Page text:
Would shrinking your carbon footprint, recycling more, and going green be easier if you could monitor your household's environmental impact? That's the question a team of Canadian industry consultants set out to answer. They report their findings in a forthcoming issue of the International Journal of Environmental Technology and Management from Inderscience Publishers.
The researchers recruited twenty willing households into a study group to assess how well environmentally sustainable behavior might be motivated by providing the householders with a clear and detailed picture of their impact on the environment and offering them tangible reasons for improvement and tailored solutions to problems.
They recorded and compared heating fuel, electricity, water, vehicle fuel costs and waste generation for each household and on the basis of this data recommended cost-effective measures to reduce consumption.
The team found that, on average, just over 25% of the recommended measures were implemented, which resulted in an estimated greenhouse gas reduction of about two tonnes for each household. This quantity of carbon emissions is about the same as one person making a return flight from Toronto to Vancouver and has an estimated environmental offsetting cost of around $30.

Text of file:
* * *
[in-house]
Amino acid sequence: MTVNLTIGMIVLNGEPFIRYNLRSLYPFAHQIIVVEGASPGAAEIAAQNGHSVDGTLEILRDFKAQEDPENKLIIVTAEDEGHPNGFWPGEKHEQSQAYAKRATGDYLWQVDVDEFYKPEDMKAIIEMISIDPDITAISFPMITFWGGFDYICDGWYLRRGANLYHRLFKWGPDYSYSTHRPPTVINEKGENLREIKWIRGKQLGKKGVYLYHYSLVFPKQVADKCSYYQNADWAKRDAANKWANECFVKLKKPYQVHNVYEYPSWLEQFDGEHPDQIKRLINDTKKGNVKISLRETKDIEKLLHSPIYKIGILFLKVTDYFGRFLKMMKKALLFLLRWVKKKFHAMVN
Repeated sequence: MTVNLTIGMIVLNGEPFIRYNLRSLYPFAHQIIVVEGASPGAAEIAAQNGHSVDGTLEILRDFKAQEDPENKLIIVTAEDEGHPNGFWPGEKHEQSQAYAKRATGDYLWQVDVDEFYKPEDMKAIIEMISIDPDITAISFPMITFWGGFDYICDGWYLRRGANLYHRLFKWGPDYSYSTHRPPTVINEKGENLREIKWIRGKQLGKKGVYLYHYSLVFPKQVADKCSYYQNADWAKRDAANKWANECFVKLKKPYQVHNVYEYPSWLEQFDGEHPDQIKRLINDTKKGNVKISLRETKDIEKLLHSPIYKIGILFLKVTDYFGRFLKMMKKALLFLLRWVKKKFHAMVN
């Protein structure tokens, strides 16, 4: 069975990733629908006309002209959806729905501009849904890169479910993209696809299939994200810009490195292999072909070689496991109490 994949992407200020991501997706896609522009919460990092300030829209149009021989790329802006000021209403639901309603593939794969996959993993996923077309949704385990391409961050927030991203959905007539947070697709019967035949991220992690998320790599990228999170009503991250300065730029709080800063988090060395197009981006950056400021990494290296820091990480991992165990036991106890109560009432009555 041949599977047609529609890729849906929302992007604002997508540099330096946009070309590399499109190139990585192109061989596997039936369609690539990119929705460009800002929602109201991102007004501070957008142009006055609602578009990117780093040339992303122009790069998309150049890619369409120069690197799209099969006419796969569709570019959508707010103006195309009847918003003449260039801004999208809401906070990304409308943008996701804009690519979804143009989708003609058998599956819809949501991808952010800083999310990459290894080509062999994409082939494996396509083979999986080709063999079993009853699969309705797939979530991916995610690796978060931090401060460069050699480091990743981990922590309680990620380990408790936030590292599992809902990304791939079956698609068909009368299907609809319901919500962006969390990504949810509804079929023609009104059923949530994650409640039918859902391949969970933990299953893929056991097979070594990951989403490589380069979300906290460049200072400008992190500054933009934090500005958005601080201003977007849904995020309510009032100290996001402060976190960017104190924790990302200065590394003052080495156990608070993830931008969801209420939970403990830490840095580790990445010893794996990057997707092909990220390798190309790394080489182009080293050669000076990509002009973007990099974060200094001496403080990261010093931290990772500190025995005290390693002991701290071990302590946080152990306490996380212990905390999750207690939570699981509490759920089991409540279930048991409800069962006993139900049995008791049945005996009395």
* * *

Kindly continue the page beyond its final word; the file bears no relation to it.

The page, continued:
There were wide variations between households, however, demonstrating the potential to reduce environmental impact through lifestyle, conservation, and energy-conscious retrofits to older properties.
Despite initiatives such as Canada's "One Tonne Challenge" many individuals are increasingly concerned with environmental issues yet paradoxically feel that their personal efforts will either have little or no effect on global climate change and so are not adopting green principles.
"Participants commented that they became much more aware of their energy consumption and environmental impact by taking part in the year-long study and were, as a resu
|Contact: Jane Thompson|